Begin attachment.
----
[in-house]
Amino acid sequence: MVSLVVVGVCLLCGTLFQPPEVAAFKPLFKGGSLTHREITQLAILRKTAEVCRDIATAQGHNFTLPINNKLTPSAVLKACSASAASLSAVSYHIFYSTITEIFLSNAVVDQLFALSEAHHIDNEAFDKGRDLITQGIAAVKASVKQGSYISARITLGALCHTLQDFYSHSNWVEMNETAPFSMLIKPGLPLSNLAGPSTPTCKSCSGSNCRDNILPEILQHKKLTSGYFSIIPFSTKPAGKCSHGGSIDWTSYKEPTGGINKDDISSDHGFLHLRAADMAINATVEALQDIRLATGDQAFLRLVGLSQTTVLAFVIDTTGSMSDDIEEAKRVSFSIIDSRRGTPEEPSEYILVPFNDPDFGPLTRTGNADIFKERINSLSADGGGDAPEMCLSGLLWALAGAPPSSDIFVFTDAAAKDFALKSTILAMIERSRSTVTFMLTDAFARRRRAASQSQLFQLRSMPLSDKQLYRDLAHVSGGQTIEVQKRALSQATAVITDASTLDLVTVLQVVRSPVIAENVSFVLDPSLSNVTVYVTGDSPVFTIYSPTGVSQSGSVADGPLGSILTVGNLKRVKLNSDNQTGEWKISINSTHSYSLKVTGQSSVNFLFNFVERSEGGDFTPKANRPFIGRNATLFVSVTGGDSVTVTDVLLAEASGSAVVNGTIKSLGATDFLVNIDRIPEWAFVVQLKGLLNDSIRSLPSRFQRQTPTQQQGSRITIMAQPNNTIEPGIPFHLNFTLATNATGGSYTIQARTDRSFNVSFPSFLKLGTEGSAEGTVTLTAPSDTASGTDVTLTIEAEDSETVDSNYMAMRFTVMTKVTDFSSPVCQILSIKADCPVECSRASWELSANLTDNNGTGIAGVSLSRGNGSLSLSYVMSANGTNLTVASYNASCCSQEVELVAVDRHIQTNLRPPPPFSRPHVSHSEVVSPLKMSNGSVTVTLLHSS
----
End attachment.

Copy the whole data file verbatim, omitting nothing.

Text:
[in-house]
Amino acid sequence: MVSLVVVGVCLLCGTLFQPPEVAAFKPLFKGGSLTHREITQLAILRKTAEVCRDIATAQGHNFTLPINNKLTPSAVLKACSASAASLSAVSYHIFYSTITEIFLSNAVVDQLFALSEAHHIDNEAFDKGRDLITQGIAAVKASVKQGSYISARITLGALCHTLQDFYSHSNWVEMNETAPFSMLIKPGLPLSNLAGPSTPTCKSCSGSNCRDNILPEILQHKKLTSGYFSIIPFSTKPAGKCSHGGSIDWTSYKEPTGGINKDDISSDHGFLHLRAADMAINATVEALQDIRLATGDQAFLRLVGLSQTTVLAFVIDTTGSMSDDIEEAKRVSFSIIDSRRGTPEEPSEYILVPFNDPDFGPLTRTGNADIFKERINSLSADGGGDAPEMCLSGLLWALAGAPPSSDIFVFTDAAAKDFALKSTILAMIERSRSTVTFMLTDAFARRRRAASQSQLFQLRSMPLSDKQLYRDLAHVSGGQTIEVQKRALSQATAVITDASTLDLVTVLQVVRSPVIAENVSFVLDPSLSNVTVYVTGDSPVFTIYSPTGVSQSGSVADGPLGSILTVGNLKRVKLNSDNQTGEWKISINSTHSYSLKVTGQSSVNFLFNFVERSEGGDFTPKANRPFIGRNATLFVSVTGGDSVTVTDVLLAEASGSAVVNGTIKSLGATDFLVNIDRIPEWAFVVQLKGLLNDSIRSLPSRFQRQTPTQQQGSRITIMAQPNNTIEPGIPFHLNFTLATNATGGSYTIQARTDRSFNVSFPSFLKLGTEGSAEGTVTLTAPSDTASGTDVTLTIEAEDSETVDSNYMAMRFTVMTKVTDFSSPVCQILSIKADCPVECSRASWELSANLTDNNGTGIAGVSLSRGNGSLSLSYVMSANGTNLTVASYNASCCSQEVELVAVDRHIQTNLRPPPPFSRPHVSHSEVVSPLKMSNGSVTVTLLHSS